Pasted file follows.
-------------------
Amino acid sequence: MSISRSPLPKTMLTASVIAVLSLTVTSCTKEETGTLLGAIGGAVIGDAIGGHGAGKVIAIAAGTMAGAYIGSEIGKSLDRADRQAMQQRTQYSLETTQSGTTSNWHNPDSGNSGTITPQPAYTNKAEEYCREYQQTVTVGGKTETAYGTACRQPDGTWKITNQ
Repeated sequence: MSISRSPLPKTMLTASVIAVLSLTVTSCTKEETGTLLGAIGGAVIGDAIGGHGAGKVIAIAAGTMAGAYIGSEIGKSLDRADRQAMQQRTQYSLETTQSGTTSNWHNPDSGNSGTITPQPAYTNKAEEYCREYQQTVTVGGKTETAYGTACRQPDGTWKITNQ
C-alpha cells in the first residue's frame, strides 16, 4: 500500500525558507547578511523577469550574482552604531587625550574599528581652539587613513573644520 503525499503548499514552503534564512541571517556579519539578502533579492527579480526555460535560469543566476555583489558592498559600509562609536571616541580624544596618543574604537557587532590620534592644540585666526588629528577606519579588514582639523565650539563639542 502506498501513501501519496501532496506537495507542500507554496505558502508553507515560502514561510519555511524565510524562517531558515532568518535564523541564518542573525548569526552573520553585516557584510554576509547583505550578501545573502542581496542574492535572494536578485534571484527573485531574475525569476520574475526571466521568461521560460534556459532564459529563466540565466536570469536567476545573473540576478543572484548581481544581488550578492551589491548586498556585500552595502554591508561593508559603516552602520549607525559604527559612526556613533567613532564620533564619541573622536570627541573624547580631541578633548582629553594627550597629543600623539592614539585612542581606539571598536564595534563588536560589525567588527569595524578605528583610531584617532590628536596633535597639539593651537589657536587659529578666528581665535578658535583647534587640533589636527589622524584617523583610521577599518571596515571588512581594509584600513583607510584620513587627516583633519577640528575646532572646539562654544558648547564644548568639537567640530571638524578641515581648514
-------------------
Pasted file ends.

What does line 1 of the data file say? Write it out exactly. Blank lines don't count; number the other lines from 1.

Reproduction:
Amino acid sequence: MSISRSPLPKTMLTASVIAVLSLTVTSCTKEETGTLLGAIGGAVIGDAIGGHGAGKVIAIAAGTMAGAYIGSEIGKSLDRADRQAMQQRTQYSLETTQSGTTSNWHNPDSGNSGTITPQPAYTNKAEEYCREYQQTVTVGGKTETAYGTACRQPDGTWKITNQ